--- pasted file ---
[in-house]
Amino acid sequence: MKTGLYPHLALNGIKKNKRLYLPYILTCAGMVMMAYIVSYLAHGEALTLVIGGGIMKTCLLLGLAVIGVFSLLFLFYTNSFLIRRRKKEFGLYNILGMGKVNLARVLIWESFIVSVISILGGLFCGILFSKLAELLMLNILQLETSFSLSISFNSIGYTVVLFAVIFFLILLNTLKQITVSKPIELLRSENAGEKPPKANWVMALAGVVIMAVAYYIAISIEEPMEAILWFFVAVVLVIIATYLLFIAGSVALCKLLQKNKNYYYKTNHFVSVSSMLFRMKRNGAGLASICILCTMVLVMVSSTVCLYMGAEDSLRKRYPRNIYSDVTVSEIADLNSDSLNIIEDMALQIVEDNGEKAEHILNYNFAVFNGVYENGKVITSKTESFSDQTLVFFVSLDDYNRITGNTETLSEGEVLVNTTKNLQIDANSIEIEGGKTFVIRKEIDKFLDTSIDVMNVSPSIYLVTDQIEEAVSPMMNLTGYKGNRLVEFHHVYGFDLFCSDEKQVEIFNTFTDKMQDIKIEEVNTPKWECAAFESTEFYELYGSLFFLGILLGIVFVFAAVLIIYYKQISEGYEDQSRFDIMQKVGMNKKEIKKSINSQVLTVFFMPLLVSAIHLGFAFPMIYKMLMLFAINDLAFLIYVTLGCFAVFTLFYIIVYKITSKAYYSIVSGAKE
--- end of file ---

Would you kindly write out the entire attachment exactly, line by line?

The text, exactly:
[in-house]
Amino acid sequence: MKTGLYPHLALNGIKKNKRLYLPYILTCAGMVMMAYIVSYLAHGEALTLVIGGGIMKTCLLLGLAVIGVFSLLFLFYTNSFLIRRRKKEFGLYNILGMGKVNLARVLIWESFIVSVISILGGLFCGILFSKLAELLMLNILQLETSFSLSISFNSIGYTVVLFAVIFFLILLNTLKQITVSKPIELLRSENAGEKPPKANWVMALAGVVIMAVAYYIAISIEEPMEAILWFFVAVVLVIIATYLLFIAGSVALCKLLQKNKNYYYKTNHFVSVSSMLFRMKRNGAGLASICILCTMVLVMVSSTVCLYMGAEDSLRKRYPRNIYSDVTVSEIADLNSDSLNIIEDMALQIVEDNGEKAEHILNYNFAVFNGVYENGKVITSKTESFSDQTLVFFVSLDDYNRITGNTETLSEGEVLVNTTKNLQIDANSIEIEGGKTFVIRKEIDKFLDTSIDVMNVSPSIYLVTDQIEEAVSPMMNLTGYKGNRLVEFHHVYGFDLFCSDEKQVEIFNTFTDKMQDIKIEEVNTPKWECAAFESTEFYELYGSLFFLGILLGIVFVFAAVLIIYYKQISEGYEDQSRFDIMQKVGMNKKEIKKSINSQVLTVFFMPLLVSAIHLGFAFPMIYKMLMLFAINDLAFLIYVTLGCFAVFTLFYIIVYKITSKAYYSIVSGAKE